I didn’t say anything. Just listened. I need to learn. Learn to understand how this disorder operates, how it affects my daughter. By understanding, perhaps I can be a better support system for her.

“There were, like, several days in there where I was convinced you and Amy hated me. I knew you didn’t. You wouldn’t do everything you do if you didn’t care about me. But, still. I had to put so much energy into telling myself that it wasn’t true.”

This comment made me remember something. “Oh! I made you something in my class.” I went and got the oil craypas water-color relief on fabric. Depression Lies, it said.

“Ha! Good one, Mom! I’ll hang it my dorm room.” She paused and I’m pretty sure she was thinking about the same thing I was:  Yep, you’re going to make it to that dorm room.

“Man, I didn’t realize how sick I was. I don’t really get it until I come out of it. I feel so liberated! I feel happier than I’ve felt in a long time!”

“Well, if wanting to cook dinner is a measure of happiness, then you’re way ahead of me,” I told her, laughing.

“Oh, Mom,” she said, “you da bomb. Dot com.”

 

**A special thanks to Nerd in the Brain on WordPress.com for reading that first post and bringing more attention to it and this important topic.

 

 

 

 

11 Comments (+add yours?)

  1. theclocktowersunset
    Apr 26, 2014 @ 23:24:35

    Just read a post you might be interested in, let me see if I can link it.

    http://bellejar.ca/2014/04/27/when-getting-better-is-no-longer-an-option/

    Reply

  2. theclocktowersunset
    Apr 26, 2014 @ 23:27:09

    Not quite the same story but one of perseverance and acceptance. Might be helpful to anybody else out there too. Especially those of us that are a little longer in the tooth.

    Reply

    • randee
      Apr 27, 2014 @ 14:05:51

      Hey, Clocktower, LOVED the link. So well written. Plus, I get what she’s going through. I guess I’m learning. It makes me realize that I shouldn’t use the words “healthy” and “healed” as if the heavy duty depression is gone forever… I’m sure it’ll rear its ugly head again. And again. Each time, we should be better prepared.

      Reply

  3. nerdinthebrain
    Apr 27, 2014 @ 07:15:48

    I am so, so happy that she is feeling better! That is amazing and wonderful! 😀 I think it’s great that you’re sharing your (and her) story…especially the parts where you’re trying so hard to understand and she’s trying so hard to explain. I think you’re setting an awesome example for families living with depression. You just never know who your openness could be helping. 🙂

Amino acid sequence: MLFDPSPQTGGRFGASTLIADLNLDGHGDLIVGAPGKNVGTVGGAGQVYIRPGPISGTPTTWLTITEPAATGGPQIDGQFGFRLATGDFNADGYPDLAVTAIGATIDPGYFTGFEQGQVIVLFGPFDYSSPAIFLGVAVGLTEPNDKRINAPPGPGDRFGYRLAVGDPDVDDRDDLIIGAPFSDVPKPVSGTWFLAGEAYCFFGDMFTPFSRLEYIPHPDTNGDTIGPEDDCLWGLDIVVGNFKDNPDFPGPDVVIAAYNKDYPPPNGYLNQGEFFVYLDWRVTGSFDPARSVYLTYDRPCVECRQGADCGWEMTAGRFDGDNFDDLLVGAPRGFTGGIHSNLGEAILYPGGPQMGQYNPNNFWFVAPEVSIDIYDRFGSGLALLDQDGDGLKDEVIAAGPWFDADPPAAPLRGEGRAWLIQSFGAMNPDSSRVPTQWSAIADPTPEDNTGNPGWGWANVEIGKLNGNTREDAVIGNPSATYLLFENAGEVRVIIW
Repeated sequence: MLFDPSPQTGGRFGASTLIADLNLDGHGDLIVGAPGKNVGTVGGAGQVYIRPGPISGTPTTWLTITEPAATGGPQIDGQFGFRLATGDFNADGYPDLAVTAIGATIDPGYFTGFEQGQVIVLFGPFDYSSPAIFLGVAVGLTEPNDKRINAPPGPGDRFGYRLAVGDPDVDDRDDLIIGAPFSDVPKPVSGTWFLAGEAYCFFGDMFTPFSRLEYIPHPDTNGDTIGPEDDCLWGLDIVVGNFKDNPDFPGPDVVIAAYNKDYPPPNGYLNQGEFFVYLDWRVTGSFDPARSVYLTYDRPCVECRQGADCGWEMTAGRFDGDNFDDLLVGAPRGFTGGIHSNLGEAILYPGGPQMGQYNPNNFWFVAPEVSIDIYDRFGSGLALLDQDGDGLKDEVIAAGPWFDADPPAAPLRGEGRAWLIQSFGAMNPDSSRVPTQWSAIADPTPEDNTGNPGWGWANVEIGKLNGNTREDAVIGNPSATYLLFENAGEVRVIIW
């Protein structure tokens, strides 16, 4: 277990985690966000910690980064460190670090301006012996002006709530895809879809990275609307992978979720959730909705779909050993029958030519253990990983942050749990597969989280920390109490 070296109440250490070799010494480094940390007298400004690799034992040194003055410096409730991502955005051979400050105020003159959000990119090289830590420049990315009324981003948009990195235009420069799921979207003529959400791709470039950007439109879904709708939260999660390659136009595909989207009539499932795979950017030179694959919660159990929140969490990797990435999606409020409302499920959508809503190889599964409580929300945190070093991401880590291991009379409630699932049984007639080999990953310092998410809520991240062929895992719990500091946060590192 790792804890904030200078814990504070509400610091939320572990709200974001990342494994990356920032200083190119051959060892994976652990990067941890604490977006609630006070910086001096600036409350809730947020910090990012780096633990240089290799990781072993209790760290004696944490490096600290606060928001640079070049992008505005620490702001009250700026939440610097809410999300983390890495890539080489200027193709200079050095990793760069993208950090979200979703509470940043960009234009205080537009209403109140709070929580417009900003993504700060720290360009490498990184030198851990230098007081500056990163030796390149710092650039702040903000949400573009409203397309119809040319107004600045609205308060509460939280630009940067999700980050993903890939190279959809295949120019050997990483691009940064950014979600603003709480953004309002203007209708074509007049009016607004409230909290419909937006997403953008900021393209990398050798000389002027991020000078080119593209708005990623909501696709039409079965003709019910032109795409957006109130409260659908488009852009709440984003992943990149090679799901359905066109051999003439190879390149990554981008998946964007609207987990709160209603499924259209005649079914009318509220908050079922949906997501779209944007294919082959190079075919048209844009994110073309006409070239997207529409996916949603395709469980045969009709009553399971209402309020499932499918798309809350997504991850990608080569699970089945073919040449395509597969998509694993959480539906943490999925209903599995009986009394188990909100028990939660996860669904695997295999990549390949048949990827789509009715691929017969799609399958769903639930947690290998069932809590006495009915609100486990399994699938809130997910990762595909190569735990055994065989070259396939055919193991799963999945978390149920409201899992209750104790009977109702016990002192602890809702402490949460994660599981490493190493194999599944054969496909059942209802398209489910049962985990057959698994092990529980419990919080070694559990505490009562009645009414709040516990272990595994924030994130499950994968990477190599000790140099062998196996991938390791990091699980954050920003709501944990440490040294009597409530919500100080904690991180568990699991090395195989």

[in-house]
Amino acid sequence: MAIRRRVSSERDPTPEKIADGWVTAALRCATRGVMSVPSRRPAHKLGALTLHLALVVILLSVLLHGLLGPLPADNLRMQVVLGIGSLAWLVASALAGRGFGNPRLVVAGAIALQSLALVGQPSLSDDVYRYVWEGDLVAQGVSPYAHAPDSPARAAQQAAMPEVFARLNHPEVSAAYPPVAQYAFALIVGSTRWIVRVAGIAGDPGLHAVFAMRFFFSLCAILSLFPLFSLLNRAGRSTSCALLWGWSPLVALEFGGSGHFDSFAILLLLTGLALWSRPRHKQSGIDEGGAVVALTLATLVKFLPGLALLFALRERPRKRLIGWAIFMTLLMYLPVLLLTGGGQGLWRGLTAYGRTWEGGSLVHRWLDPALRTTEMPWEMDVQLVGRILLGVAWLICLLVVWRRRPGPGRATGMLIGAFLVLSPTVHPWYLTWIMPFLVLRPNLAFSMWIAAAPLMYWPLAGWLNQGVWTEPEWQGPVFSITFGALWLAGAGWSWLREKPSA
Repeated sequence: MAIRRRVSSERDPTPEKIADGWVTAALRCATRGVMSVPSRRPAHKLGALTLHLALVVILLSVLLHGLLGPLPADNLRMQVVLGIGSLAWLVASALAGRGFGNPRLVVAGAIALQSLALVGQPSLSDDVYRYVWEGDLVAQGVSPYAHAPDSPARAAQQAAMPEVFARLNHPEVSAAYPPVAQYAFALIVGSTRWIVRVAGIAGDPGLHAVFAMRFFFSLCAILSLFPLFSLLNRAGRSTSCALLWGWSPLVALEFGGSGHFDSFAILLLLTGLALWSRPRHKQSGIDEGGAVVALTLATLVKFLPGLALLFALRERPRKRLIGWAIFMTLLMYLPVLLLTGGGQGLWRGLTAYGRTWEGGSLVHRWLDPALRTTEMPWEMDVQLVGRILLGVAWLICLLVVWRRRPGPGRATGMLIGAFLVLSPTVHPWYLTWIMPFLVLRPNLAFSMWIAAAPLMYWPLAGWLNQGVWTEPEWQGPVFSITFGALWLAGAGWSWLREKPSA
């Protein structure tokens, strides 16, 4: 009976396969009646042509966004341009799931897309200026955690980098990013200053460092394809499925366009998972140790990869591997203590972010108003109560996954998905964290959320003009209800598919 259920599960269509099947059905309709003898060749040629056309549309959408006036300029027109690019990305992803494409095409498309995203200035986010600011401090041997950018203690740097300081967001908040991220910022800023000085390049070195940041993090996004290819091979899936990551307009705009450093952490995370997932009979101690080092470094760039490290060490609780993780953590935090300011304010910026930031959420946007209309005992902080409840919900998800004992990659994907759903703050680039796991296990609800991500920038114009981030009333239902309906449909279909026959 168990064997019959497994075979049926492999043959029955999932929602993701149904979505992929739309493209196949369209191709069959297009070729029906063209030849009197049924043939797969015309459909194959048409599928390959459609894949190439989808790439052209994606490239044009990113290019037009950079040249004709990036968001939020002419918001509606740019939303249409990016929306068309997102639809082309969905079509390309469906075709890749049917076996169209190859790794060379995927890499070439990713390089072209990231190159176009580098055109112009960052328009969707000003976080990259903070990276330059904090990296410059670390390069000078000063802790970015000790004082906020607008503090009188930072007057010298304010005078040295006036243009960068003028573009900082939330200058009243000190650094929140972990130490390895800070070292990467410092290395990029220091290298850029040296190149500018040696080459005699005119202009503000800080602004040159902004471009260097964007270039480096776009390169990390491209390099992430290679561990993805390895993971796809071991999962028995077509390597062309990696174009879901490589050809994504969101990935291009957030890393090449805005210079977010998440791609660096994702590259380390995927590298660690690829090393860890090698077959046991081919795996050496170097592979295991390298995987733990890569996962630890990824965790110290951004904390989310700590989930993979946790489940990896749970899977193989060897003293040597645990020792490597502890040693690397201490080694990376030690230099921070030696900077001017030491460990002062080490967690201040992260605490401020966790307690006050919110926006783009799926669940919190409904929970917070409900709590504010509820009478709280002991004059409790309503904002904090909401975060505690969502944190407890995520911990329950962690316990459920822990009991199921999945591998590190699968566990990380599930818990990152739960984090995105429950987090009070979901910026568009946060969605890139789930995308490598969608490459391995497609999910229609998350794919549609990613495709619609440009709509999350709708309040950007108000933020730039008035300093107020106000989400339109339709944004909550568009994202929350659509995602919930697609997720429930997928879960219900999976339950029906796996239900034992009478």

Reply

    • randee
      Apr 27, 2014 @ 14:07:26

      I like how you worded that – she’s trying so hard to explain and I’m trying so hard to understand. I do feel more knowledgeable about it now. Thanks for reading and commenting and helping to spread some understanding.

      Reply

  4. gapark
    Apr 28, 2014 @ 13:40:08

    So great to read this after reading the post from last week. So glad we live in a time when there is help for our illnesses.

    Reply

  5. Anonymous
    Apr 28, 2014 @ 13:40:20

    Such a valuable discussion, Randee. Everyone knows someone living with depression; often, however, it isn’t clear (even to the struggling person) that that is the real issue. I’m really glad that you have offered yours and your family’s experience up for others to learn from. Your honest, sincere and loving story will resonate with so many people. I am sure you have helped many readers.

    Reply

    • randee
      Apr 28, 2014 @ 14:11:34

      Thank you to whomever wrote this comment. WordPress just tells me it’s “someone” when the commenter is not logged into WordPress? Doesn’t have a WordPress blog? I’m not sure exactly. If you get this reply to your comment, let me know who you are, please.

      Reply

      • Anonymous
        Apr 29, 2014 @ 10:02:13

        Hi Randee it’s me, Kristin, aka warburk2013 ogmundsonstories. I didn’t realise I wasn’t logged in.

      • randee
        Apr 29, 2014 @ 12:18:10

        Oh, thank you for getting back to me on this. I was wondering who “someone” was and what made WordPress generate it as such. I didn’t realize we could comment without being logged in?